The Tango of Zero: Angel Wings and Fairy Dust

30th January 2010


"He sprinkled me with Fairy Dust." ~ Diana Shore

"And four or five minutes later she stepped off the dance floor with a little pair of tango angel wings fluttering above her head, and another in her eyes, making her open them very wide, and blink. They were soft, they were fluffy, they were golden" ~ MsHedgehog

Why dance tango? There's probably as many reasons as there are tango dancers. Shoes are definitely up there in the top 5 reasons though.

OK, so what makes tango different from other dances? You can do better acrobatics in Contemporary or Contact dancing. There's far more moves in Ceroc. And so on. To me, it's the focus on Fairy Dust or Angel Wings, often referred to as "connection".

However West Coast Swing has "connection" and it's not the same thing at all.

Contact, Blues and Tango all seem to share the following common ground;

  • Free-form - the freedom to flow in the moment. Just because you did movement A does not require you to now do movement B.
  • Connection beyond thought - you can simply feel your way through the dance together.

Getting the magic

"Logic is the first step on the path to wisdom, not the last" ~ Spock

These make it rather hard to categorise how to accomplish "magic" in tango. It's beyond technique. Sure you need good technique to make it work, but ultimately people will describe it when it works by how it felt, usually in poetic and abstract terms.

So how do you achieve this Nirvana?

"In the dance-off I just marked people down for mistakes rather than looking for what they were doing right" ~ Craig Revel-Horwood

Firstly get the basics right. There doesn't seem to be any actual need for complicated "moves", but what you do has to be technically right.

Secondly get the basics down so that you can do them without thinking. You're going to dancing by feeling what's right, not by thinking.

For this to work you'll need good fundamentals - balance, posture and so forth. You're going to be dealing with increasingly subtle, tiny motions. You don't want extraneous movements.

The better I get at this, the more I begin to understand the mentality of dancers who are happy to sit for three hours at a milonga, have one of these dances, go home and still call it a good night. It's simply an experience you probably won't get during the rest of the week, so sitting out for a few hours isn't such a big deal by comparison. I suspect that between dancers with considerably more experience it's probably quite mind-blowing. Literally Nirvana.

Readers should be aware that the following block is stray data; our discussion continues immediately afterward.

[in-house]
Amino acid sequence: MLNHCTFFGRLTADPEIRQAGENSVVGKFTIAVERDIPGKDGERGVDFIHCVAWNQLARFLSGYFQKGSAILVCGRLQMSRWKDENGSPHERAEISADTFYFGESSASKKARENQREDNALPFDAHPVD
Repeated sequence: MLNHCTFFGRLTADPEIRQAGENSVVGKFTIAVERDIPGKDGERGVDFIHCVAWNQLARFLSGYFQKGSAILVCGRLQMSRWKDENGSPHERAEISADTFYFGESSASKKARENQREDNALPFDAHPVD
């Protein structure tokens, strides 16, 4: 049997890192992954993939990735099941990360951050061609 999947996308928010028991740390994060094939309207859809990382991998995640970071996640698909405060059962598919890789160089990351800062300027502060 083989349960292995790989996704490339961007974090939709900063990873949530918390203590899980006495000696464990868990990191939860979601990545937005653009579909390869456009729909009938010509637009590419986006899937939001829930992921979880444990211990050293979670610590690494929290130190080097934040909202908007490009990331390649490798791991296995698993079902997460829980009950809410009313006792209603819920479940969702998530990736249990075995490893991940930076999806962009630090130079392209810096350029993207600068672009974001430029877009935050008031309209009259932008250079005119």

A Berkotango Anecdote

For reasons no-one's entirely sure about, an Argentinian Couple recently turned up to the Ceroc-hosted Tango practica at Berkhamsted.

Given that it was a practica and under Ceroc, I asked the lady to dance. Now I'd already seen them dancing, so I knew she was way beyond me. However I also knew she was happy with "simple dancing" i.e. walking musically. This gave me a distinct advantage (and believe me at this point I needed everything I could get, she was very good).

The thing about just doing walking and rocksteps is that fundamentally, physically nothing really changes. If you can get the posture, embrace and the first step to work, it's largely a matter of carrying on, and focusing on moving with the music. Indeed it very rapidly came down to "weight transfers one toe at a time" kind of dancing.

If on the other hand I'd wanted to do ochos or giros, I would have needed to make adjustments to the embrace. Back sacadas would have probably required huge amounts of adjustment by comparison. I'm already out of my depth at this point, why on earth do I want to make things harder?!

And so we walked.

Did it work? Well to be honest I half expected her to politely bail on the dance in the first 5 seconds and spend the rest of the evening exclusively with her partner. However she stayed for the whole dance (and as I'd used Ceroc etiquette to get the dance in the first place, I was more than happy with one dance!) and although she was clearly getting more out of the music than I was, it basically worked.

And then I understood why they were happy to come to a Ceroc practica - dancing together for most of the evening was definitely going to be worth it. They had each other. All they needed was a dancefloor and good music.

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- Christopher O' Shea, 30th January 2010